Superstorms Like Sandy Might Be Less Likely to Hit New York City, Thanks to Climate Change

Scientists expect stronger hurricanes. But according to a new study, the East Coast is at lower risk of a direct hit.

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Reuters

A recurrence of Superstorm Sandy – which barrelled head-on into the Atlantic coast, swamping New York City and large parts of New Jersey – is less likely under climate change, new research suggests.

Scientists expect stronger hurricanes under climate change, and possibly even more frequent storms – especially those at category 3 and higher. But New York City and much of the seaboard will be at lower risk of taking a direct hit, according to a study published on Monday in the Proceedings of the National Academy of Sciences.

Instead, climate change will make it even less likely future storms will follow Sandy's devastating track. The killer storm made a sharp left turn to slam straight into the Atlantic coast. The odds of a storm like Sandy were already extremely remote – a once in 700 year event – when it hit in October 2012. But it was that trajectory that made Sandy so devastating.

"What made Sandy so different was that it was steered into the coast rather than away from it," says Elizabeth Barnes, a climate scientist at Colorado State University and an author of the study.

The researchers used climate models, based on a tripling of greenhouse gas emissions by 2100, to study whether future atmospheric conditions be more or less likely to blow a storm like Sandy westwards into the Atlantic coast.

They found future air patterns under climate change make a repeat of such a rare event even less likely. Wind and atmospheric conditions, including changes in the jet stream, would be more likely to push major storms further offshore, away from the big population centres along the Atlantic coast, the researchers found.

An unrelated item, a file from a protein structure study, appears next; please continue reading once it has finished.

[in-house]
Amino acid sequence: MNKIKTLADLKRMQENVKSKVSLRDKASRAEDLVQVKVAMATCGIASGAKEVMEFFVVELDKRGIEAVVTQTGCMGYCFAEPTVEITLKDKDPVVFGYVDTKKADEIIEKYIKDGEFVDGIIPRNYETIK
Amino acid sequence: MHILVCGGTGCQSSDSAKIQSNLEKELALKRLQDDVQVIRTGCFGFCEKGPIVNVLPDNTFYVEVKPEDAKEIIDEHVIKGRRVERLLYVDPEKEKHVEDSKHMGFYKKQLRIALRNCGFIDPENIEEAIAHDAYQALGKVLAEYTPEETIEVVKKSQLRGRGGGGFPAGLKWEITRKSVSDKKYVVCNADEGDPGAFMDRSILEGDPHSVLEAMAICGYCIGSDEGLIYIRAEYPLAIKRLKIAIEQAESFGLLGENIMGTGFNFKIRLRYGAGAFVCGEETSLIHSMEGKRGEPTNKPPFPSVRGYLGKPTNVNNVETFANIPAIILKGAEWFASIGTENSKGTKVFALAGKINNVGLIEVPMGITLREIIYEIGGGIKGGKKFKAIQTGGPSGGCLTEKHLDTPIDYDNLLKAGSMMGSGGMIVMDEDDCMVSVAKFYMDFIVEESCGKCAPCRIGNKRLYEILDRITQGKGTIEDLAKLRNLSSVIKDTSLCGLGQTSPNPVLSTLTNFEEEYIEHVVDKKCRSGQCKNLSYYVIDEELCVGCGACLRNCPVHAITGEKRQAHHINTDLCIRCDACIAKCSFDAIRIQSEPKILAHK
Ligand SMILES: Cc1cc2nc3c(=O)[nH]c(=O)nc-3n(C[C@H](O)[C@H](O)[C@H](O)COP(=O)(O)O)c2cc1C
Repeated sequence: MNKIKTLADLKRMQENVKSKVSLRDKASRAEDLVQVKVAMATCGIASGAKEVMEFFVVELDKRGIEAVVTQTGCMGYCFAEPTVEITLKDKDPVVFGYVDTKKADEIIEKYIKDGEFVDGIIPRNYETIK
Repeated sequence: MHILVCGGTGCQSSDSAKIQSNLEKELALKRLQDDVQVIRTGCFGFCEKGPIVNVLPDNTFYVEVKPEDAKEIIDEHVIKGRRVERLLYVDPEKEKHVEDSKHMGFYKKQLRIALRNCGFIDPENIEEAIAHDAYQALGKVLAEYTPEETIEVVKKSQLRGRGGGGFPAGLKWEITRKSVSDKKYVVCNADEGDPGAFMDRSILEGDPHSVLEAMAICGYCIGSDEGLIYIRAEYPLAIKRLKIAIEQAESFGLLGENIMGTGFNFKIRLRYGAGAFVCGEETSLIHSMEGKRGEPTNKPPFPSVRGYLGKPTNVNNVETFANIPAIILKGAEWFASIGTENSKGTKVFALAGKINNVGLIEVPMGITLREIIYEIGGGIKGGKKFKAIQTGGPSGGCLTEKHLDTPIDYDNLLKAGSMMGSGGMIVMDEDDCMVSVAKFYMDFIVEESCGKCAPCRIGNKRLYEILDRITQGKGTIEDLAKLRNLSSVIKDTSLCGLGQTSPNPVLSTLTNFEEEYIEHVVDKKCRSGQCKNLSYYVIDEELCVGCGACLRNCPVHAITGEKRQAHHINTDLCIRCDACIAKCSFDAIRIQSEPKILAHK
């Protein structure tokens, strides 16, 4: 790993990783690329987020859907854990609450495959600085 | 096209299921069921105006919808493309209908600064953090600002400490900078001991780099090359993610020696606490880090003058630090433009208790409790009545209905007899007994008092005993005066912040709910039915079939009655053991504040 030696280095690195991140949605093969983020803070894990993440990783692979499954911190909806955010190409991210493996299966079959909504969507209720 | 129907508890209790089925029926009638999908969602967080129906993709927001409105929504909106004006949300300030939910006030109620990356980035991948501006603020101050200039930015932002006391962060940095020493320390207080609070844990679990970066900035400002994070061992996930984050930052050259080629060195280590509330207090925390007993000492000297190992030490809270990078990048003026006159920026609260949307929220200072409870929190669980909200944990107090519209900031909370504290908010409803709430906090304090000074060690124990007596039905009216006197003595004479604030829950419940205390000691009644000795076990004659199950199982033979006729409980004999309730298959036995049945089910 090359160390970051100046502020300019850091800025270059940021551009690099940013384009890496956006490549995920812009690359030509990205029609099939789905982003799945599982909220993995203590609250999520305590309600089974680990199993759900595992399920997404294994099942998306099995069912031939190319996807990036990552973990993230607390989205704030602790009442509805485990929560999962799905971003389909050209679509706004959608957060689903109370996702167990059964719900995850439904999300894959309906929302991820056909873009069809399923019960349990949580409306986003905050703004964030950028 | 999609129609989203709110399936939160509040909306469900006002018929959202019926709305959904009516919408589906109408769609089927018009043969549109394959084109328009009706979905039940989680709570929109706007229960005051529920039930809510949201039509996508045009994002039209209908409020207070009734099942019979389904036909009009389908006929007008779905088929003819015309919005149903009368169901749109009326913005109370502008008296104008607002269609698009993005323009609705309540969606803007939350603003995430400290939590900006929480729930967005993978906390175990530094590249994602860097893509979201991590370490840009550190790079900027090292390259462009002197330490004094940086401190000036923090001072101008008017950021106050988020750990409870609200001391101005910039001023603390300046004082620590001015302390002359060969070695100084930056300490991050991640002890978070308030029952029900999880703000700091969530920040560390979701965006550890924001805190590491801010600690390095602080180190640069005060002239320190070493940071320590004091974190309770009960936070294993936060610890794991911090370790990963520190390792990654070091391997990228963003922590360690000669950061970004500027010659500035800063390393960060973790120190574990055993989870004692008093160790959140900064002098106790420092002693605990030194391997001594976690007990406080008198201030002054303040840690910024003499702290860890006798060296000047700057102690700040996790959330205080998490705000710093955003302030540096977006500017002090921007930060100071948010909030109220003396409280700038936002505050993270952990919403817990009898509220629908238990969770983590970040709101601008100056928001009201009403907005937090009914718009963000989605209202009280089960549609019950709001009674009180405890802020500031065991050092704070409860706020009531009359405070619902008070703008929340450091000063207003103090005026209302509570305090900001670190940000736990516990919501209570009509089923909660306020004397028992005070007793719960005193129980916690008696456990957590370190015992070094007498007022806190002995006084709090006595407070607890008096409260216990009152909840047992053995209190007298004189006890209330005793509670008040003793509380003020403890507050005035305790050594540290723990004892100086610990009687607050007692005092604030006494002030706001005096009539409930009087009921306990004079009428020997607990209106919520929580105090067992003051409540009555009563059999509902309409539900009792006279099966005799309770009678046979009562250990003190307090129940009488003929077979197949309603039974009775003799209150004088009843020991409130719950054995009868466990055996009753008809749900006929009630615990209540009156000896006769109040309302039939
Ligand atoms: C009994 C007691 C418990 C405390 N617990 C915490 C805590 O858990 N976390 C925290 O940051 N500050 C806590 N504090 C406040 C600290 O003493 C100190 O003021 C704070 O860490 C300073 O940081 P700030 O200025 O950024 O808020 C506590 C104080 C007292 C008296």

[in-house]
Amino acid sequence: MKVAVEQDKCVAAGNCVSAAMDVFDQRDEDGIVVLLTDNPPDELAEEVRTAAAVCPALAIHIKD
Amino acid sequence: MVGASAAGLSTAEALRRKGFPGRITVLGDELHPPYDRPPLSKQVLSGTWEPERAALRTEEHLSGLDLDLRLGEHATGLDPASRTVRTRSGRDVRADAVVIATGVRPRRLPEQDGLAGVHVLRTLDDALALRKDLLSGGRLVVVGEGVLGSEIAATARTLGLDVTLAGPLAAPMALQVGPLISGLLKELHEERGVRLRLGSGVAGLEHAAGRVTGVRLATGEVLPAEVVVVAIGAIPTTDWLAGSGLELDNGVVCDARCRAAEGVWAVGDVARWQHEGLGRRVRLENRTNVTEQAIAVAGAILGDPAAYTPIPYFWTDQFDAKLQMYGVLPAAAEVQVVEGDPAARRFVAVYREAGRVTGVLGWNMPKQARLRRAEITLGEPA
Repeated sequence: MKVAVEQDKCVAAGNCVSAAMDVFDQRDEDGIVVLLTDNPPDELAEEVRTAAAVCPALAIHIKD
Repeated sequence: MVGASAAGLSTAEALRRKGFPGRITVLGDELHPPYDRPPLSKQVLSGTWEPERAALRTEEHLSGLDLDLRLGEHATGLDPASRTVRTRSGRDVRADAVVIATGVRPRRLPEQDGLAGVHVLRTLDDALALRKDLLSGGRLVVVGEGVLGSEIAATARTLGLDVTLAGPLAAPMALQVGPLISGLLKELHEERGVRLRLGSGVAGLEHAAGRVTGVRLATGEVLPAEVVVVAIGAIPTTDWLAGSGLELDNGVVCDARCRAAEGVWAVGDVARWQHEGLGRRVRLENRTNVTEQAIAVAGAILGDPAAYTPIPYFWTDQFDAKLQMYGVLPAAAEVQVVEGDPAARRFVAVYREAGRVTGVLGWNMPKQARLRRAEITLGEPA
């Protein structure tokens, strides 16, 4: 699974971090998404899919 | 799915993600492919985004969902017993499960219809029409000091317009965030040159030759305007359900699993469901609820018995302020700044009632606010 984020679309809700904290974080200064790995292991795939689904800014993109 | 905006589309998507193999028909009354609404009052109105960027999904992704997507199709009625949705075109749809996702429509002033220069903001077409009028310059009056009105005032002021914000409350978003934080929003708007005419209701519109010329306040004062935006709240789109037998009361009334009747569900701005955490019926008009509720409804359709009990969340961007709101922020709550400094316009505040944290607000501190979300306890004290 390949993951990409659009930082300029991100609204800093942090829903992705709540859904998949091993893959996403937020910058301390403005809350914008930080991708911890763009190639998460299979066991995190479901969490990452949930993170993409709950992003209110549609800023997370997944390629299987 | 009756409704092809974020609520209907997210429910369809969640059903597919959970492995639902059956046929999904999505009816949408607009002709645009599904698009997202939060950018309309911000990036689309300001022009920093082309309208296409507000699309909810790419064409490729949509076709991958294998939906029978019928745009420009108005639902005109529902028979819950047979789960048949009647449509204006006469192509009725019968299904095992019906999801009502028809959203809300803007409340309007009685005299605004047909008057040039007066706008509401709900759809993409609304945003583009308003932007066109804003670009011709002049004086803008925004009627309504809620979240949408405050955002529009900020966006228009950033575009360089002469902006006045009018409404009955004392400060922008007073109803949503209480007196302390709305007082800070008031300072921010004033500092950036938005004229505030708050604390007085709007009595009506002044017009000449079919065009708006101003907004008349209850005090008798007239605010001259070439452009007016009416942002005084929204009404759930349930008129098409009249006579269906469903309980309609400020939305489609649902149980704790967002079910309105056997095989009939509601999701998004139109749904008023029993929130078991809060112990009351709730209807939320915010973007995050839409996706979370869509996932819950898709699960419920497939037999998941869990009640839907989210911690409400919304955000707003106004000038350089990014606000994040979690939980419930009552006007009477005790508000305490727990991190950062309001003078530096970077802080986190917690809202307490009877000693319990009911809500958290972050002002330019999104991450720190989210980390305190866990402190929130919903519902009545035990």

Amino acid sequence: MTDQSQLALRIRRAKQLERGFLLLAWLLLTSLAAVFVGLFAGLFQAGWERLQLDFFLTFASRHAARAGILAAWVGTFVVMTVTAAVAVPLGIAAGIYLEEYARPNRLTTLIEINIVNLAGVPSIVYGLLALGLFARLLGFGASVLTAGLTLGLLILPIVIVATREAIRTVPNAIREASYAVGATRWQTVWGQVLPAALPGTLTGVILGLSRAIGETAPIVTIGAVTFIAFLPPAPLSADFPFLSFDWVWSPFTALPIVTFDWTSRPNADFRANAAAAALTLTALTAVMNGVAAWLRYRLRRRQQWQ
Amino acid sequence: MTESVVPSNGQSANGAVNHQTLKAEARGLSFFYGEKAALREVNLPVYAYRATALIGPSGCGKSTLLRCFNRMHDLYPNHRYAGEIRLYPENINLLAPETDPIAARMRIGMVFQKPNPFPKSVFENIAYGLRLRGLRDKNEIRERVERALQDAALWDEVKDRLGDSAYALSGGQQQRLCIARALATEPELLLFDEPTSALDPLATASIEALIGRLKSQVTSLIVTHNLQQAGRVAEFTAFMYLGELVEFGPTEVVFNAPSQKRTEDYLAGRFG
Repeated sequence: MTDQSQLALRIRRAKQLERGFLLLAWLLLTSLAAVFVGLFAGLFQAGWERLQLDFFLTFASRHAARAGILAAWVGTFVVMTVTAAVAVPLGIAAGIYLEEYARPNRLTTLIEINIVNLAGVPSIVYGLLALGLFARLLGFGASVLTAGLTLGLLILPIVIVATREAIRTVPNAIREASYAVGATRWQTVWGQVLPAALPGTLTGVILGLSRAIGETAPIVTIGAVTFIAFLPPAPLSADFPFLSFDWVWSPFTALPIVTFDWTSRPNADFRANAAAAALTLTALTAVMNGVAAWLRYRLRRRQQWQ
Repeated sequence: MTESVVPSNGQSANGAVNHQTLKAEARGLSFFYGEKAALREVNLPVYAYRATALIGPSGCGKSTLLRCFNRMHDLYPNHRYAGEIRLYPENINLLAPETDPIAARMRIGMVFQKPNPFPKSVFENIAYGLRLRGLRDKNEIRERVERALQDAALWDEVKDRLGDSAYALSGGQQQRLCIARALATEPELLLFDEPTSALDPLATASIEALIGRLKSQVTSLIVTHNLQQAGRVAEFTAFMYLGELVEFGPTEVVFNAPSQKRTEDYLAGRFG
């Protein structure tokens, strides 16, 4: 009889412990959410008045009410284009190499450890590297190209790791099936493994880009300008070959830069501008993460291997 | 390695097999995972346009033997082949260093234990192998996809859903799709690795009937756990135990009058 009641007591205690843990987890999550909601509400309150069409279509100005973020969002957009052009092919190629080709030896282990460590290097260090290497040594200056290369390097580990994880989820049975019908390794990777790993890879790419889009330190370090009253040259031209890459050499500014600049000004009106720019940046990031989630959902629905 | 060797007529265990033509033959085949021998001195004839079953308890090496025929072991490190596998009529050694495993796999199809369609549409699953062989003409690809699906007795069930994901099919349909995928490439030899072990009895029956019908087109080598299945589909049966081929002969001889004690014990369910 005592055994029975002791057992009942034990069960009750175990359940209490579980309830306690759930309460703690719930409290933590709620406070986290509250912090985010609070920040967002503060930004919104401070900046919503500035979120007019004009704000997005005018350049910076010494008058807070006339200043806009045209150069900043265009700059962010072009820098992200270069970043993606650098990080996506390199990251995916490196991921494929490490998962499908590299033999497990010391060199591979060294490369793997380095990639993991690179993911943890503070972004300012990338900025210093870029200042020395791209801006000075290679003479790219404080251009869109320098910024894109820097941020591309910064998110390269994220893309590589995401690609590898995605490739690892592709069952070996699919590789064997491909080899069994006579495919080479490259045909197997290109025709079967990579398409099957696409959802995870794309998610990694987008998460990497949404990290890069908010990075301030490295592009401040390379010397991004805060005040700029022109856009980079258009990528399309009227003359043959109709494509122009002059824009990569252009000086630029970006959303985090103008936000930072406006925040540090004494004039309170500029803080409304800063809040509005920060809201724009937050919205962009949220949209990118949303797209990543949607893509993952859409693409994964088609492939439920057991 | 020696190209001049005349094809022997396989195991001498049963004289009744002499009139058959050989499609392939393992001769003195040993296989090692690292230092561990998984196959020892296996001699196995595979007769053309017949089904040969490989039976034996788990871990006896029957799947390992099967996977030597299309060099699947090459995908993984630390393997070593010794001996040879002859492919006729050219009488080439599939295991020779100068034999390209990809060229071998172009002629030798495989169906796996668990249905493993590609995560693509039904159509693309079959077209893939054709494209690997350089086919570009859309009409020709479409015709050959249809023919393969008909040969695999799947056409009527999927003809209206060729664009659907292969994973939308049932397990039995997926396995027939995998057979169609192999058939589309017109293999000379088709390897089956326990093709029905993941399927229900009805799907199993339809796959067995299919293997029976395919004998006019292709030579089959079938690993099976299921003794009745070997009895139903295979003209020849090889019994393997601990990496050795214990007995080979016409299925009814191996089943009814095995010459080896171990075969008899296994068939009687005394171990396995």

But, the researchers warned, the findings do not mean Americans can afford to be blasé about the risks to coastal areas from hurricanes and tropical storms. "You can't let your guard down," Barnes says.

New York City Mayor Michael Bloomberg, earlier this year outlined a $19.5 billion plan to protect the city from future Sandy-like catastrophes. Such precautions are still necessary say the scientists who caution that their study only looked at the tracking patterns of hurricanes – and not their frequency and intensity which are expected to increase.

There is abundant evidence from that hurricanes are growing more powerful – and inflicting more damage because of climate change. Warmer temperatures generate bigger storms, with stronger winds and heavier rainfall, and over a greater swathe of territory. Sea-level rise leaves coastal cities more at risk from storm surges.

A study last July by a scientist listed as an editor on Barnes's paper – the MIT researcher Kerry Emanuel – also found there would be an increase in those major hurricanes under climate change, with up to 20 additional hurricanes and tropical storms every year by the end of the century. But it is less clear where those storms would hit.

"What they did in this paper was to look specifically at the steering patterns in the atmosphere," Emanuel says. Hurricanes and tropical storms that stay out at sea pose less of a threat. But he adds: "It doesn't mean that New York is off the hook if in fact there are going to be more storms overall."

"There is no question that there is potential for larger destruction from storms and more damage from storms even though the track is going further offshore," Emanuel says.

And the researchers underlined the connections between hurricanes and climate change were still not entirely understood. "This is just one part of the puzzle," Barnes says.

About the Author

  • Suzanne Goldenberg is the Guardian's American environment correspondent.